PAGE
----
NY Gov. Hochul proposes $216 billion budget

Gov. Kathy Hochul unveiled the largest budget proposal in New York history: $216.3 billion. She announced her first budget proposal on Tuesday, laying a framework for how New York can invest in key sectors and rebound economically from the pandemic.

"This is an extraordinary time and it will be met with extraordinary solutions," Hochul said.

Tucked into the $216.3 billion budget proposal is $2.2 billion in property tax relief, $1 billion over three years in capital investments for transit-related projects, and $1.2 billion in bonuses for the state's health care workforce.

"I promised to start by rebuilding our health care workforce," Hochul said. "They're the heroes of this pandemic. So let's stop talking about debt we owe them and actually pay them what they deserve."

Hochul also included $2 billion for pandemic recovery initiatives, which she said could go to helping tenants, landlords, and others looking for temporary relief.

But advocates criticized the lack of targeted aid to the Emergency Rental Assistance Program and the Excluded Workers Fund. The Excluded Workers Fund passed last year in order to give aid to undocumented immigrants who were left out from receiving federal assistance.

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"Workers have made clear what they need to weather the omicron surge and any other crisis that strikes in the future: more funding for the Excluded Workers Fund and access to financial support if they lose a job or income. Half-measures simply won't cut it," Fund Excluded Workers Coalition coordinator Bianca Guerrero said.

State Budget Director Robert Mujica, however, offered a different picture of the issue.

"There were no jobs, everything was shut down," Mujica said. "We have now seen the unemployment numbers decline dramatically."

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Hochul is also proposing a $2.1 billion boost to school aid, bringing the total to $31.2 billion, investments to childcare and afterschool programs, an increase to the Tuition Assistance Program, and even a rainy day fund. 

"We just can't predict the future. But I want to assure New Yorkers that we are prepared and that's why we're making these investments, for those worst-case scenarios," Hochul said. "Calculations will be built in and we will be committing resources every year until the state has reserves of at least 15% of operating spending."

With the influx of federal aid and last year's tax increase on the wealthy, the state is in a better position financially than it has been in years.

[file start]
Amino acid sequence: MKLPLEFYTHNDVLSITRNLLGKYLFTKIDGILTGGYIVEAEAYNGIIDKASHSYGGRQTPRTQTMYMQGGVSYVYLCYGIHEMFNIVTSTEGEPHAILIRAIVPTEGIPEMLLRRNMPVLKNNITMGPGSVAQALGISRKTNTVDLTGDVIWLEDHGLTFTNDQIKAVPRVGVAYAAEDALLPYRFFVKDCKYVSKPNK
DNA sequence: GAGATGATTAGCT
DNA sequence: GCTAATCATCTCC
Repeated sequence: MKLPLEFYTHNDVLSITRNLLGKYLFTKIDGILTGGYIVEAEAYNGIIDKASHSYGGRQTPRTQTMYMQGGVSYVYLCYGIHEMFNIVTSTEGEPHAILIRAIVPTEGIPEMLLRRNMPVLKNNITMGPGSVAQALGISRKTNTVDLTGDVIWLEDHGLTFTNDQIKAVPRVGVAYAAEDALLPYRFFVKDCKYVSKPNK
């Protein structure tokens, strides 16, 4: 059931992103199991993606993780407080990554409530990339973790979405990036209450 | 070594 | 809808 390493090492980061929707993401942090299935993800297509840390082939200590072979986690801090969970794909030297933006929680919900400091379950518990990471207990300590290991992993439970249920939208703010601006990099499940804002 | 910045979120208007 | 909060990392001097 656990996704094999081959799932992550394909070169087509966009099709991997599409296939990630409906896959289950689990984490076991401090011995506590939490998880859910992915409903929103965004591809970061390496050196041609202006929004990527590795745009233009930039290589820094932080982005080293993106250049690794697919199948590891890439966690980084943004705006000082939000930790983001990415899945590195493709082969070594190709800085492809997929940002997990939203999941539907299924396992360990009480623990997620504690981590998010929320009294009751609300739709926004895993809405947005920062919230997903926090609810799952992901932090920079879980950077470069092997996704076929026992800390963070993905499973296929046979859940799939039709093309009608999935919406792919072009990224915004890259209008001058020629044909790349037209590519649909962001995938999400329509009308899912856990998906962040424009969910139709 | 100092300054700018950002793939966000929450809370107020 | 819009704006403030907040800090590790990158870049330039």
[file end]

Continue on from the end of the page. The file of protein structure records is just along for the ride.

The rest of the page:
But New York is still struggling to rebound, having regained only 62% of jobs lost in 2020. And Mujica said inflation in New York is approaching 5%, the highest since 1991. There has also been an outmigration of residents from New York City but Mujica said most are to areas within the state. 

"Part of living in New York City, there's lots of things to do to have fun and when you close those things down you go someplace else," Mujica said. "So with that ending, I think it's directly tied to COVID."

Hochul is also proposing to allow the state to go ahead and issue the last remaining three casino licenses. If approved, this would pave the way for casinos in New York City.

After Hochul's address, statements from agencies and advocates came pouring in.

Mayor Eric Adams praised Hochul for proposing a four-year extension to mayoral control of schools, which expires in June. Mayoral control allows the mayor to appoint the city's schools chancellor and a majority of the members to the Panel for Educational Policy, which runs the city Department of Education. 

"Mayoral control will allow us to best serve our schools and support our students as we emerge from the pandemic," Adams wrote in a statement. "This is a top priority for my administration, and we'd like to thank Governor Hochul for putting our students first. We look forward to working with the legislature and all our partners to make our schools the safest and most supportive environments possible."

Yet the Citizens Budget Commission, a nonpartisan fiscal watchdog, took Hochul to task over the scale of this budget proposal.

"New York's competitiveness, stability, and recovery would be better served by taking steps to restrain recurring spending, to ensure State programs are targeted and managed for results, and to start to roll back last year's tax increases that made New York's combined business and top personal income tax rates the highest in the nation," President Andrew Rein wrote.

What's next? Lawmakers will be holding a series of joint legislative budget hearings in order to come to a finalized budget deal by the end of March.